Democracy has to be able to defend itself, with political, police or military means. But above all it needs to defend itself through its society. Our society has had to accept that responsibility since Sept. 11, 2001, though not always in the best ways.

But one ability the West possesses, in contrast to the many authoritarian societies of the Near and Far East, not to mention the Islamic terror cells and lone assassins, is the ability to question and be critical of itself, to correct its mistakes. One certain mistake has been identified already: an indifference towards certain Islamist attacks that may not have made headlines. This can and must be reversed immediately.

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Society

What It Means When The Jews Of Germany No Longer Feel Safe

A neo-Nazi has been buried in the former grave of a Jewish musicologist Max Friedlaender – not an oversight, but a deliberate provocation. This is just one more example of antisemitism on the rise in Germany, and society's inability to respond.

At a protest against antisemitism in Berlin

Eva Marie Kogel

-Essay-

BERLIN — If you want to check the state of your society, there's a simple test: as the U.S. High Commissioner for Germany, John Jay McCloy, said in 1949, the touchstone for a democracy is the well-being of Jews. This litmus test is still relevant today. And it seems Germany would not pass.


Incidents are piling up. Most recently, groups of neo-Nazis from across the country traveled to a church near Berlin for the funeral of a well-known far-right figure. He was buried in the former grave of Jewish musicologist Max Friedlaender, a gravesite chosen deliberately by the right-wing extremists.

The incident at the cemetery

They intentionally chose a Jewish grave as an act of provocation, trying to gain maximum publicity for this act of desecration. And the cemetery authorities at the graveyard in Stahnsdorf fell for it. The church issued an immediate apology, calling it a "terrible mistake" and saying they "must immediately see whether and what we can undo."

There are so many incidents that get little to no media attention.

It's unfathomable that this burial was allowed to take place at all, but now the cemetery authorities need to make a decision quickly about how to put things right. Otherwise, the grave may well become a pilgrimage site for Holocaust deniers and antisemites.

The incident has garnered attention in the international press and it will live long in the memory. Like the case of singer-songwriter Gil Ofarim, who recently claimed he was subjected to antisemitic abuse at a hotel in Leipzig. Details of the crime are still being investigated. But there are so many other incidents that get little to no media attention.

Photo of the grave of Jewish musicologist Max Friedlaender

The grave of Jewish musicologist Max Friedlaender

Jens Kalaene/dpa/ZUMA

Crimes against Jews are rising

Across all parts of society, antisemitism is on the rise. Until a few years ago, Jewish life was seen as an accepted part of German society. Since the attack on the synagogue in Halle in 2019, the picture has changed: it was a bitter reminder that right-wing terror against Jewish people has a long, unbroken history in Germany.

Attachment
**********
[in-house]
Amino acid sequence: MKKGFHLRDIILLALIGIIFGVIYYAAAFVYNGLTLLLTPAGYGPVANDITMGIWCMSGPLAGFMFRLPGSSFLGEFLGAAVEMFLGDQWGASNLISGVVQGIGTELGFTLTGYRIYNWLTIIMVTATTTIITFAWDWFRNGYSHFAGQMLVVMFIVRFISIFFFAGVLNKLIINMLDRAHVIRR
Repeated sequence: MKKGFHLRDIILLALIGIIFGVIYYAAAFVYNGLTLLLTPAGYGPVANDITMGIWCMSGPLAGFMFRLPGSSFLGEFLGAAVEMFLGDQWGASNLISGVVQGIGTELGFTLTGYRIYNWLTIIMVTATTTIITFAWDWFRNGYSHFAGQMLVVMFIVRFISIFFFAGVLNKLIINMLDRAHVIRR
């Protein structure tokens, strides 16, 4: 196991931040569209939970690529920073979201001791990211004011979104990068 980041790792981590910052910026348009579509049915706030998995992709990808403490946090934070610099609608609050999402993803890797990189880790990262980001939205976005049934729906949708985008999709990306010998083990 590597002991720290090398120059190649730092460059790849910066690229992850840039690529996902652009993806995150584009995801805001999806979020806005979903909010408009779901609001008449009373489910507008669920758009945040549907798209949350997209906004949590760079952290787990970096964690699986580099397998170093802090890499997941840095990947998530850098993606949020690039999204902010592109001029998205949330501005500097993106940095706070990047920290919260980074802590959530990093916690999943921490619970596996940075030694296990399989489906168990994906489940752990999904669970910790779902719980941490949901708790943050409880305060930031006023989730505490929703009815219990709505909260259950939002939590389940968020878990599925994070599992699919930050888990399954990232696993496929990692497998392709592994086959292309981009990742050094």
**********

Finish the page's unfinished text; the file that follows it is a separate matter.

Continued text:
Stories have abounded about the coronavirus crisis being a Jewish conspiracy; meanwhile, Muslim antisemitism is becoming louder and more forceful. The anti-Israel boycott movement BDS rears its head in every debate on antisemitism, just as left-wing or post-colonial thinking are part of every discussion.

Jewish life needs to be allowed to step out of the shadows.

Since 2015, the number of antisemitic crimes recorded has risen by about a third, to 2,350. But victims only report around 20% of cases. Some choose not to because they've had bad experiences with the police, others because they're afraid of the perpetrators, and still others because they just want to put it behind them. Victims clearly hold out little hope of useful reaction from the state – so crimes go unreported.

And the reality of Jewish life in Germany is a dark one. Sociologists say that Jewish children are living out their "identity under siege." What impact does it have on them when they can only go to nursery under police protection? Or when they hear Holocaust jokes at school?

Germany needs to take its antisemitism seriously

This shows that the country of commemorative services and "stumbling blocks" placed in sidewalks as a memorial to victims of the Nazis has lost its moral compass. To make it point true north again, antisemitism needs to be documented from the perspective of those affected, making it visible to the non-Jewish population. And Jewish life needs to be allowed to step out of the shadows.

That is the first thing. The second is that we need to talk about specifically German forms of antisemitism. For example, the fact that in no other EU country are Jewish people so often confronted about the Israeli government's policies (according to a survey, 41% of German Jews have experienced this, while the EU average is 28%). Projecting the old antisemitism onto the state of Israel offers people a more comfortable target for their arguments.

Our society needs to have more conversations about antisemitism. The test of German democracy, as McCloy called it, starts with taking these concerns seriously and talking about them. We need to have these conversations because it affects all of us. It's about saving our democracy. Before it's too late.